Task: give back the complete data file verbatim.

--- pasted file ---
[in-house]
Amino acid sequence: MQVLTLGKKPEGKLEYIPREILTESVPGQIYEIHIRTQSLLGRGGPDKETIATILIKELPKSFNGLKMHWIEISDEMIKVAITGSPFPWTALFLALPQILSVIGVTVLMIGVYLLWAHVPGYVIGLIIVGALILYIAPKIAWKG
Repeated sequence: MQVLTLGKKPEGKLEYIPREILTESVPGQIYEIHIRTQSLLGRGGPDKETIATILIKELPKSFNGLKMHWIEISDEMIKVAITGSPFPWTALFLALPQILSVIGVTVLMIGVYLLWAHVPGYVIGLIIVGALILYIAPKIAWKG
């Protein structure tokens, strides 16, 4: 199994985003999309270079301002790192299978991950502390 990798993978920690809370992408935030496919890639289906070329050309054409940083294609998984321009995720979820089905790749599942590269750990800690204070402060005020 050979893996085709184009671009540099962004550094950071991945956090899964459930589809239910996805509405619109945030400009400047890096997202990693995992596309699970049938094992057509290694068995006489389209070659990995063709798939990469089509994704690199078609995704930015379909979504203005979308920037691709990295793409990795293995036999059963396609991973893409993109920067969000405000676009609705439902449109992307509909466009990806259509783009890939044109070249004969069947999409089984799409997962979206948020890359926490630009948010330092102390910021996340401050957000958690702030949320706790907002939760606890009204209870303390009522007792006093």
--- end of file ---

[in-house]
Amino acid sequence: MQVLTLGKKPEGKLEYIPREILTESVPGQIYEIHIRTQSLLGRGGPDKETIATILIKELPKSFNGLKMHWIEISDEMIKVAITGSPFPWTALFLALPQILSVIGVTVLMIGVYLLWAHVPGYVIGLIIVGALILYIAPKIAWKG
Repeated sequence: MQVLTLGKKPEGKLEYIPREILTESVPGQIYEIHIRTQSLLGRGGPDKETIATILIKELPKSFNGLKMHWIEISDEMIKVAITGSPFPWTALFLALPQILSVIGVTVLMIGVYLLWAHVPGYVIGLIIVGALILYIAPKIAWKG
């Protein structure tokens, strides 16, 4: 199994985003999309270079301002790192299978991950502390 990798993978920690809370992408935030496919890639289906070329050309054409940083294609998984321009995720979820089905790749599942590269750990800690204070402060005020 050979893996085709184009671009540099962004550094950071991945956090899964459930589809239910996805509405619109945030400009400047890096997202990693995992596309699970049938094992057509290694068995006489389209070659990995063709798939990469089509994704690199078609995704930015379909979504203005979308920037691709990295793409990795293995036999059963396609991973893409993109920067969000405000676009609705439902449109992307509909466009990806259509783009890939044109070249004969069947999409089984799409997962979206948020890359926490630009948010330092102390910021996340401050957000958690702030949320706790907002939760606890009204209870303390009522007792006093």